The Fourth Amendment’s Applicability to Residents of Homeless Shelters

Hamline Law Review, Vol. 32, p. 319, 2009

97 Pages Posted: 5 Oct 2010 Last revised: 30 Jul 2012

Steven R. Morrison

University of North Dakota School of Law

Date Written: 2009

Abstract

The extent to which residents of homeless shelters are protected by the Fourth Amendment in these shelters is an unsettled question of law because virtually no case law exists to establish or define this protection. Shelters are homes to homeless persons, and homeless persons are often quite vulnerable and in need of the security that well-defined Fourth Amendment jurisprudence provides. This article, therefore, examines the extent to which homeless persons should enjoy Fourth Amendment protections in homeless shelters. It applies settled Fourth Amendment law, conceptual approaches to the Fourth Amendment, and judicial opinions dealing with the Fourth Amendment and homeless persons residing in shelters and other places. It argues that in home-like shelters, residents ought to be accorded the Fourth Amendment protections that people receive in their own private homes. In other, less home-like shelters, it argues that a version of Terry v. Ohio should apply, allowing warrantless and unconsented-to searches only where threats of physical violence arise. This would protect shelter residents’ privacy where there is no threat of physical violence while satisfying the governmental interest in public safety.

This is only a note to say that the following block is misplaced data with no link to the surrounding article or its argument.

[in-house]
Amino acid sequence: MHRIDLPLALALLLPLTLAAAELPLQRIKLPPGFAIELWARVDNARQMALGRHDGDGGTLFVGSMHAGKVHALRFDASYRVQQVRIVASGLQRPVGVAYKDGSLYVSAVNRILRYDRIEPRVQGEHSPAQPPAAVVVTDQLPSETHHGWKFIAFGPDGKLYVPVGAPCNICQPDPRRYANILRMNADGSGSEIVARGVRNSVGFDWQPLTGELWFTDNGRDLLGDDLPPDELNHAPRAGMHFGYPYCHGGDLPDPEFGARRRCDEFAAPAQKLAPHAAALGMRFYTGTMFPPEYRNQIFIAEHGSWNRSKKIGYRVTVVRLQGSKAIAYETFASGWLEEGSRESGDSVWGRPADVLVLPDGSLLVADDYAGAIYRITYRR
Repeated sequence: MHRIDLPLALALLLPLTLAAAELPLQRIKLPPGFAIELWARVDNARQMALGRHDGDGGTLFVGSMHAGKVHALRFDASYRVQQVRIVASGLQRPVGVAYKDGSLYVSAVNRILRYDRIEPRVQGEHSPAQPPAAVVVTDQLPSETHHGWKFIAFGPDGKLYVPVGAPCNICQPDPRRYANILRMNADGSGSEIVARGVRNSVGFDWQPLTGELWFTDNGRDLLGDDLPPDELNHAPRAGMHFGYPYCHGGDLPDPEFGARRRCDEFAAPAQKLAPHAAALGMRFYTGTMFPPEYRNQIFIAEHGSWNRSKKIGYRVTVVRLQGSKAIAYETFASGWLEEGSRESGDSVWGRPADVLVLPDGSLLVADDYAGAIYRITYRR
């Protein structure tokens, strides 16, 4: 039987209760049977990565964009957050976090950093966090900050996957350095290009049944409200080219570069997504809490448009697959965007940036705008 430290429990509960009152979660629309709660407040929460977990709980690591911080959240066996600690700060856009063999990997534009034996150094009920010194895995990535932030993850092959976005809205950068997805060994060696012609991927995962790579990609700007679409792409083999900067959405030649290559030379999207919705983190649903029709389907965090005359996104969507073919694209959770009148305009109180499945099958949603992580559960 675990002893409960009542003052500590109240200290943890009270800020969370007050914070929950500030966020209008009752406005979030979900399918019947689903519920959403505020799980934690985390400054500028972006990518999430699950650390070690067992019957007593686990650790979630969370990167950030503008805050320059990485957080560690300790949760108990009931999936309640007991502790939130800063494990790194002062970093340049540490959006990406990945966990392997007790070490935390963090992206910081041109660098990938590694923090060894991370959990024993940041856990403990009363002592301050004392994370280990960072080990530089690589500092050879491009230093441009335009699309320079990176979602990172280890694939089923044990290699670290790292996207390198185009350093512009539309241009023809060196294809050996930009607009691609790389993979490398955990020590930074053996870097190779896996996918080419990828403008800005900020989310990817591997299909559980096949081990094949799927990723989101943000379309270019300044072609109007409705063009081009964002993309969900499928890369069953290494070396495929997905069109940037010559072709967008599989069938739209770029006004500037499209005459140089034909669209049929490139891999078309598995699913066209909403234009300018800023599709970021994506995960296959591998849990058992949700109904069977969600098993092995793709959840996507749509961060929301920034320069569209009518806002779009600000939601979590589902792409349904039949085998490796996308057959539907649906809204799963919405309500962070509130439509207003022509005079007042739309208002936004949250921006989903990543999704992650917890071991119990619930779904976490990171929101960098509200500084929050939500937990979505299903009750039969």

Keywords: Fourth Amendment, Homelessness, Homeless Shelters

Suggested Citation

Morrison, Steven R., The Fourth Amendment’s Applicability to Residents of Homeless Shelters (2009). Hamline Law Review, Vol. 32, p. 319, 2009. Available at SSRN: https://ssrn.com/abstract=1687427

Steven R. Morrison (Contact Author)

University of North Dakota School of Law ( email )

215 Centennial Drive Stop 9003
Grand Forks, ND 58202
United States
617-749-7817 (Phone)

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